Hi Mario! Thanks for your comments and recommendations! I wrote about the pyramid some months before and you will see some differences https://fashionretail.blog/2017/05/22/the-pyramid-of-fashion-social-approach/
I agree with you and I created the pyramid with two friends working in fashion luxury retailers. As you say, many of those brands have different price positionings or sub-brands in other customer segments, so it´s not easy to decide where do they belong to.
Also important to mention that some brands could start being luxury and after developing other distribution channels (e.g. wholesale), they lose attractiveness (brand perception, brand awareness…). This could be the case of Ralph Lauren and MK. I would say that american brands are having difficulties to keep their original segment (value proposition) as the retail industry in USA depends on wholesale/ department stores.
Thanks again and keep in touch!
Channel or Chanel??
Chanel 🙂 Thanks!
Really very beautifully explained! In this blog, you described the pyramid of fashion in a very good way. Thanks for helping us with fashion brands.
I never knew what fashion pyramid was. Thanks for sharing this blog is very helpful and informative as you have so amazingly describe it. looking forward to read more blogs like these, keep posting!
Thanks for your comments Sara and keep reading!
Where would ETRO fall on this pyramid?
Thanks for your question.
As I said, this is not exhaustive and people could have different opinions. Even some brands have a different brand positioning depending on the market (country). Zara, for example, is presented as a higher segment in South America and prices are higher too compared to Spain. Then, brands are segmenting their categories and sell merchandise in different segments / price points to attract more customers.
In regards to Etro, I would include it in the Aspirational Segment.
Dsquared2 has highest quality and dsq2 products are made in Italy / Portugesee. You can not put it next to Micheal kors / Guess like a low workmanship. You know that MK, tommy, guess are made in Vietnam & India & Chineese. On the other hand; products of Isabel Marant are made in Africa. You did not search well sorry.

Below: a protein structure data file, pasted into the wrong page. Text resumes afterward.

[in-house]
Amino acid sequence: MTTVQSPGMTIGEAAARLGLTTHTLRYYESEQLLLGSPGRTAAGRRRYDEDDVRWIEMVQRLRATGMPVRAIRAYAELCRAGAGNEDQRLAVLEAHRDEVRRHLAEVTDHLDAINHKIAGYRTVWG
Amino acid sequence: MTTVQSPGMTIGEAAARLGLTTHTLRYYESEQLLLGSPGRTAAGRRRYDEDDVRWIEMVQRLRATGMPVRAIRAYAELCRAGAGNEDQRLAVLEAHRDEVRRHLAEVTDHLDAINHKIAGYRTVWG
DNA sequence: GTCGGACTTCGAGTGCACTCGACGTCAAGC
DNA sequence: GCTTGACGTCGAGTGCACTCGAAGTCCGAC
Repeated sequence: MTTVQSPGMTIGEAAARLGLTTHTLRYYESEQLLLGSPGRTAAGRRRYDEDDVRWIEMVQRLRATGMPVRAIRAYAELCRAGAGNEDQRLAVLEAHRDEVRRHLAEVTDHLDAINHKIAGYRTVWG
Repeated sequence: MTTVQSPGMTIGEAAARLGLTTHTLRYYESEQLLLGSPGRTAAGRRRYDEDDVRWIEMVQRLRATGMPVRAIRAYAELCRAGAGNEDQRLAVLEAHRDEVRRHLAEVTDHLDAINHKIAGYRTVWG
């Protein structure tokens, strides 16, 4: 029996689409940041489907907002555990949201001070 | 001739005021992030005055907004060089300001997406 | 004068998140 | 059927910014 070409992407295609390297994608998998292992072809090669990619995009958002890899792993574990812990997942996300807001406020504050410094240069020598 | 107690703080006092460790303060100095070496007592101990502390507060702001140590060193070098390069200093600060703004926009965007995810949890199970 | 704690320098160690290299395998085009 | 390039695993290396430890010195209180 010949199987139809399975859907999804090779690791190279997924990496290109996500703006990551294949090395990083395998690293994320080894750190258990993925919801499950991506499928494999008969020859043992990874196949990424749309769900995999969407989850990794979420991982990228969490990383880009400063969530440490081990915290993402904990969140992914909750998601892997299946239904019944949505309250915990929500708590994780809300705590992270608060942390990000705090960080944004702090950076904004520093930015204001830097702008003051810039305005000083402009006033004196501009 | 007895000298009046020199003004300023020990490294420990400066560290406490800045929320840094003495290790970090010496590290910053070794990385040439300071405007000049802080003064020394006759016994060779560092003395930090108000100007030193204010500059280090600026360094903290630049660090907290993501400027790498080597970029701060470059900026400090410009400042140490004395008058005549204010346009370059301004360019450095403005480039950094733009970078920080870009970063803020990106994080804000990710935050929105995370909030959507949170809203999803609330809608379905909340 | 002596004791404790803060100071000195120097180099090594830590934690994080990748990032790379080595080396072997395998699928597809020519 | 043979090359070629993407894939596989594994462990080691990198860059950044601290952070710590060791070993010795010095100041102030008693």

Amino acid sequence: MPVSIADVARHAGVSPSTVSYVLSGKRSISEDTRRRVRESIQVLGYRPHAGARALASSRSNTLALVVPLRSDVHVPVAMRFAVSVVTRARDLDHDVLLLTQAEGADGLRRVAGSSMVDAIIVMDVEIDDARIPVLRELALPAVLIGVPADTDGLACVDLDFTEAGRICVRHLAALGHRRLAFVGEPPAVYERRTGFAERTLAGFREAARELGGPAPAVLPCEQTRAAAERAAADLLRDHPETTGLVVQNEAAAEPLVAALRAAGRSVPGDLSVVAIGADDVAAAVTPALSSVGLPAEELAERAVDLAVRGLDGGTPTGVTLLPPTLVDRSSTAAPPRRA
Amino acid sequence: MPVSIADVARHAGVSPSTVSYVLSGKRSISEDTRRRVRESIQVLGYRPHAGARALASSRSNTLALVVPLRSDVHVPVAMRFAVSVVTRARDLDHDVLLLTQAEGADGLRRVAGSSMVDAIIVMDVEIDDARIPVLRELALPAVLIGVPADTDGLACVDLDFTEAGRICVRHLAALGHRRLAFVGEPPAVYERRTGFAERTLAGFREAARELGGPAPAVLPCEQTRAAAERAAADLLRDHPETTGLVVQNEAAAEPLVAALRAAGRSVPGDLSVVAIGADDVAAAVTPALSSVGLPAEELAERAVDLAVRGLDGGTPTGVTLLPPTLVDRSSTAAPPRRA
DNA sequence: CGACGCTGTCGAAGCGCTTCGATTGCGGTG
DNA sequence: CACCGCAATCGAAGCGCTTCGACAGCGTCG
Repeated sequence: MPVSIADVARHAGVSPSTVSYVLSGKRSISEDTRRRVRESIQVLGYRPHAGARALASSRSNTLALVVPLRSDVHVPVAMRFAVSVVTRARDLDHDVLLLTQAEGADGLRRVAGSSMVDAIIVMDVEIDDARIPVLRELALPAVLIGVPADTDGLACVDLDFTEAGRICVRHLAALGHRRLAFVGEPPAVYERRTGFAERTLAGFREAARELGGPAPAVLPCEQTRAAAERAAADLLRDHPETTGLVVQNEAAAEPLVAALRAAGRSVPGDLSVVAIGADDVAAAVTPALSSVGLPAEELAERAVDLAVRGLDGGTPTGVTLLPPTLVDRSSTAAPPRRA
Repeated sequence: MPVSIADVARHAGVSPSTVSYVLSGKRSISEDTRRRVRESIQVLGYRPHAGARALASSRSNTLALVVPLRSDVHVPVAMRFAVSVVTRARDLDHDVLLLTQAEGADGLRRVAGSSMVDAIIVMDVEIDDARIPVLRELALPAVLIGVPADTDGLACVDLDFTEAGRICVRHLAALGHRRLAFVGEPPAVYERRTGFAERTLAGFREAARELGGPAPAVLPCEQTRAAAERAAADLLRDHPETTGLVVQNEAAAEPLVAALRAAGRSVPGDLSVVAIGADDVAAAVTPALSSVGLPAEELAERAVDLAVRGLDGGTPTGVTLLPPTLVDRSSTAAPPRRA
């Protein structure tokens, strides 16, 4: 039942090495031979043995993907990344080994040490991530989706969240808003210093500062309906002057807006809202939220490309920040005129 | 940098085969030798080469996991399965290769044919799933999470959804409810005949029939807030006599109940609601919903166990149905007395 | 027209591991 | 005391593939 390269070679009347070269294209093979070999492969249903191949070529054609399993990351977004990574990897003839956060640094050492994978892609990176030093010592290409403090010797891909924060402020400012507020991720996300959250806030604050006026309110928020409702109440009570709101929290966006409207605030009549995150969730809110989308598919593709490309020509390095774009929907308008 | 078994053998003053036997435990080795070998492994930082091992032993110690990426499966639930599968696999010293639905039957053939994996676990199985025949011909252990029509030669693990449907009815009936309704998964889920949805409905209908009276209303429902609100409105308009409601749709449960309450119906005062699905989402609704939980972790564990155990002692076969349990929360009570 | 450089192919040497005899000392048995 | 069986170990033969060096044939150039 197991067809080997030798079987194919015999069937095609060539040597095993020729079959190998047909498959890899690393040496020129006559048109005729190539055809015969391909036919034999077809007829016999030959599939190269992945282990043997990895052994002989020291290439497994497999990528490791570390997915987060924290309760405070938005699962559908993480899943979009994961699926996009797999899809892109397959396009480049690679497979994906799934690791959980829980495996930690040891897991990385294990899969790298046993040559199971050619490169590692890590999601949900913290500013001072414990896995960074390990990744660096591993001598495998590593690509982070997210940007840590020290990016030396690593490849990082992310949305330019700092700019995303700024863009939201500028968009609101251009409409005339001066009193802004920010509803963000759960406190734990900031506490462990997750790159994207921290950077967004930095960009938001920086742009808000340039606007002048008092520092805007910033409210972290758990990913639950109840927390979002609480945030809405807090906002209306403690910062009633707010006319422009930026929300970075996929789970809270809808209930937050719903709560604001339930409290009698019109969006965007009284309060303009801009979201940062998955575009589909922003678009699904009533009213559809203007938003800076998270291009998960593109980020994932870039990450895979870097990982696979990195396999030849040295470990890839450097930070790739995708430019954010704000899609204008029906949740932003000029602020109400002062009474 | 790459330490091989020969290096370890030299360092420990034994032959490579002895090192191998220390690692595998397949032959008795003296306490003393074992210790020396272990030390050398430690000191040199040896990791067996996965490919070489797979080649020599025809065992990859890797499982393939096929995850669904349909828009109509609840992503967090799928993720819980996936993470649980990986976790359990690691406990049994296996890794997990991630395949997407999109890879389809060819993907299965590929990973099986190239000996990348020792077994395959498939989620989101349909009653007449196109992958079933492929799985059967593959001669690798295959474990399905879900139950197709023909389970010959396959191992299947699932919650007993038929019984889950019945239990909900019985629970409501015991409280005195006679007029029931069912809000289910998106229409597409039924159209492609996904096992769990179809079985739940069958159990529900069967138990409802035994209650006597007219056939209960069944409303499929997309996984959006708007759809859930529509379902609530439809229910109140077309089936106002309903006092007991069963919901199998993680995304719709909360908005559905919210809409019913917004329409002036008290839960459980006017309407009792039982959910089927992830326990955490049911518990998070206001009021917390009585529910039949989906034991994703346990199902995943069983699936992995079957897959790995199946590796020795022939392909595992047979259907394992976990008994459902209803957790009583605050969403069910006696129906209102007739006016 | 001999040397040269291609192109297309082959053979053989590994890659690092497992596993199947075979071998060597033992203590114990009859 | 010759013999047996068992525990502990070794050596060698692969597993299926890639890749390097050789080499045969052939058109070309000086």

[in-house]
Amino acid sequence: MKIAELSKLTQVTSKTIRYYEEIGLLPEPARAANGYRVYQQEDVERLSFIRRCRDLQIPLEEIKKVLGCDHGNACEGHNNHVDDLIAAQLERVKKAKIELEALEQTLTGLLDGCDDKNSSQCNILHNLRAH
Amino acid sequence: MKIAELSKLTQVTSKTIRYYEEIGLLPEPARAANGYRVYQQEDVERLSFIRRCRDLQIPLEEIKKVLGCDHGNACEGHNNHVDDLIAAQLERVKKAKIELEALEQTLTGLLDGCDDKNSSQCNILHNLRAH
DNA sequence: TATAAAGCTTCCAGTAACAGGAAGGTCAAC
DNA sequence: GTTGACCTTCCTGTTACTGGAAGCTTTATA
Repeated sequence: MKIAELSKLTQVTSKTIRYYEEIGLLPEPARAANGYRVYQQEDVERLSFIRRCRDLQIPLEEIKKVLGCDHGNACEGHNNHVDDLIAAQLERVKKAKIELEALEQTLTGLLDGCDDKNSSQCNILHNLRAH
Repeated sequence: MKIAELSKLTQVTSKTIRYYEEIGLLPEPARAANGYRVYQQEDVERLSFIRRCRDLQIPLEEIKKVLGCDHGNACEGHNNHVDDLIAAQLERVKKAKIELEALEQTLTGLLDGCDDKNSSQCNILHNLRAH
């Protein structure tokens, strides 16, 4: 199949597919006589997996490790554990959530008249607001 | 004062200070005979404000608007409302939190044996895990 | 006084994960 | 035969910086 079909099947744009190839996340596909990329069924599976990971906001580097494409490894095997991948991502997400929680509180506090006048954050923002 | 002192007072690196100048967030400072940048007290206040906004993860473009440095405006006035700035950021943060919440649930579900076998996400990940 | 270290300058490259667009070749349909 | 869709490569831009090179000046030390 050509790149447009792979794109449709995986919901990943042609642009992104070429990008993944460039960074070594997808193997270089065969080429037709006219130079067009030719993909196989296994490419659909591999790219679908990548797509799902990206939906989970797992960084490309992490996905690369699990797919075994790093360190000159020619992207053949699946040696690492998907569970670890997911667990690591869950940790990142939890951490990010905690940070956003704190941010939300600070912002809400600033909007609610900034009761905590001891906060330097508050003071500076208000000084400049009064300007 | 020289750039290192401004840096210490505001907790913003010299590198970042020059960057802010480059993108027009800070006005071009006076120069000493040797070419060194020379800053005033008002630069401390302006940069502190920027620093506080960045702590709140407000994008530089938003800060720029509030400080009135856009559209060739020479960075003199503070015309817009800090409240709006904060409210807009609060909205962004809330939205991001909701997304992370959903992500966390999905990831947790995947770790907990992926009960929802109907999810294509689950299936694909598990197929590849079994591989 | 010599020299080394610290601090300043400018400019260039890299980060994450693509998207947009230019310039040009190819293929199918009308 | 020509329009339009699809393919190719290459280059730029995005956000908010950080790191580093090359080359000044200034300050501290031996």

And I think you should edit this page again. Because people could be effected falsely. Correct your mistakes please. And places of Gucci and Versace should be changed. Price of D&G becomes near to Versace. Then, price of Gucci is higher than others.
Firstly, thanks for your comments.
As I commented this is not exhaustive and brands positioning is even different by country.
In my opinion, fashion is not a science. 1 + 1 does not equal 2. We could list factors that impact brands positioning (e.g. country of origin (where the company is from), quality fabrics used, customer service, price points, marketing budget, “made in”, etc). Even if we agree on the factors, the weight of each factor on the variable could differ. Then, fashion is alife and a brand that is luxury today could be premium or even lower tomorrow. The case of Michael Kors is an example.
Hi, Versace is so above Dolce & Gabbana in every aspect. Dsquared2 is a luxury brand by all means, similar to Moschino and Off-White. Michael Kors, Coach, Kate Spade, Tory Burch and Hugo Boss would be the premium brands. Guess, American Eagle, Levi’s… are commercial brands. The only really accesible luxury brand there is CH Carolina Herrera, the others aren’t, MaxMara has prices similar to Chloé, La Perla is one of the most luxurious brands since you’re paying a very high price for lingerie. The supreme luxury is more like Carolina Herrera New York, Oscar de la Renta, Elie Saab, Brioni, Brunello Cucinelli, Loro Piana, Kiton… of course high jewerly and haute couture is this segment, for example high jewerly from Van Cleef & Arpels and Dior haute couture.
I really appreciate your comments as well other insights that I received. I already updated the image with some of the recommendations.
Thanks for the valuable information. Some of them were unknown. Keep your article flooded with such true information
Nice blog for luxury Brand pyramid, I will refer it for future. Thank you!